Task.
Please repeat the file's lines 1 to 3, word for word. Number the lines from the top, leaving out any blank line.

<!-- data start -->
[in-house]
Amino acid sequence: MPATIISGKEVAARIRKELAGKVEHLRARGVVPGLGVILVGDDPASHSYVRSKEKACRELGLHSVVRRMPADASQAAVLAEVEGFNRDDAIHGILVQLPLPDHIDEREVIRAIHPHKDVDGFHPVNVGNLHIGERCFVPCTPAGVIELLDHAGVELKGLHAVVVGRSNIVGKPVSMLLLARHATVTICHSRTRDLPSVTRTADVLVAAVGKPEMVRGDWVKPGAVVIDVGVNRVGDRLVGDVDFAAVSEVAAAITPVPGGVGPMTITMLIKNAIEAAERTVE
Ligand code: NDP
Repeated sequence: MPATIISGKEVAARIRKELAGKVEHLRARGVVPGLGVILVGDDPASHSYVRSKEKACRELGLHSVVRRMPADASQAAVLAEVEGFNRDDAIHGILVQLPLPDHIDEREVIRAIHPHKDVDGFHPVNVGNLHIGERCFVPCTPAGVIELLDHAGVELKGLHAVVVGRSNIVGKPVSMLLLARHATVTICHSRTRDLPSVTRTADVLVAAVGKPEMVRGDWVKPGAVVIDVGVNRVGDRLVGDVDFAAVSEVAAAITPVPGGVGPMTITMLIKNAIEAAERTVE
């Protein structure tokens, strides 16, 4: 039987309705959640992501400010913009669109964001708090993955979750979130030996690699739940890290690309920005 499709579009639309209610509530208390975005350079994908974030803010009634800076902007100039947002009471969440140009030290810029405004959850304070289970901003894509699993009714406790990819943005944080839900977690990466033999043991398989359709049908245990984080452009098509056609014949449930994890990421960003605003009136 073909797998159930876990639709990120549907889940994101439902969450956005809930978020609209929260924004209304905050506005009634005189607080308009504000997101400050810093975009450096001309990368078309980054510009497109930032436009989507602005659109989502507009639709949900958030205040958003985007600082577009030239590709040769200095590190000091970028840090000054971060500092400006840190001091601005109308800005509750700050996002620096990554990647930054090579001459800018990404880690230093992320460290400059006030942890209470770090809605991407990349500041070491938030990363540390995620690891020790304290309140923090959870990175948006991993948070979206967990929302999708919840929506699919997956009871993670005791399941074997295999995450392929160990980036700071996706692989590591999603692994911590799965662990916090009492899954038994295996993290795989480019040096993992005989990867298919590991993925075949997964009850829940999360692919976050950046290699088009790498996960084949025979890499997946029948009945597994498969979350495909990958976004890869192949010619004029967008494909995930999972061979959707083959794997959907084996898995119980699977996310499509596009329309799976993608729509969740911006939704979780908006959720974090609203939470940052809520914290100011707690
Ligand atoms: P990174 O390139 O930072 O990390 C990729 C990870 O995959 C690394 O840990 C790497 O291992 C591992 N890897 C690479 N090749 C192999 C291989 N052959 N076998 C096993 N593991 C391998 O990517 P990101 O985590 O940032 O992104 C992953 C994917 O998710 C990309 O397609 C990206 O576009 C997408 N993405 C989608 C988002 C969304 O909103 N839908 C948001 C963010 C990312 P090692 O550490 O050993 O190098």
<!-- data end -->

[in-house]
Amino acid sequence: MPATIISGKEVAARIRKELAGKVEHLRARGVVPGLGVILVGDDPASHSYVRSKEKACRELGLHSVVRRMPADASQAAVLAEVEGFNRDDAIHGILVQLPLPDHIDEREVIRAIHPHKDVDGFHPVNVGNLHIGERCFVPCTPAGVIELLDHAGVELKGLHAVVVGRSNIVGKPVSMLLLARHATVTICHSRTRDLPSVTRTADVLVAAVGKPEMVRGDWVKPGAVVIDVGVNRVGDRLVGDVDFAAVSEVAAAITPVPGGVGPMTITMLIKNAIEAAERTVE
Ligand code: NDP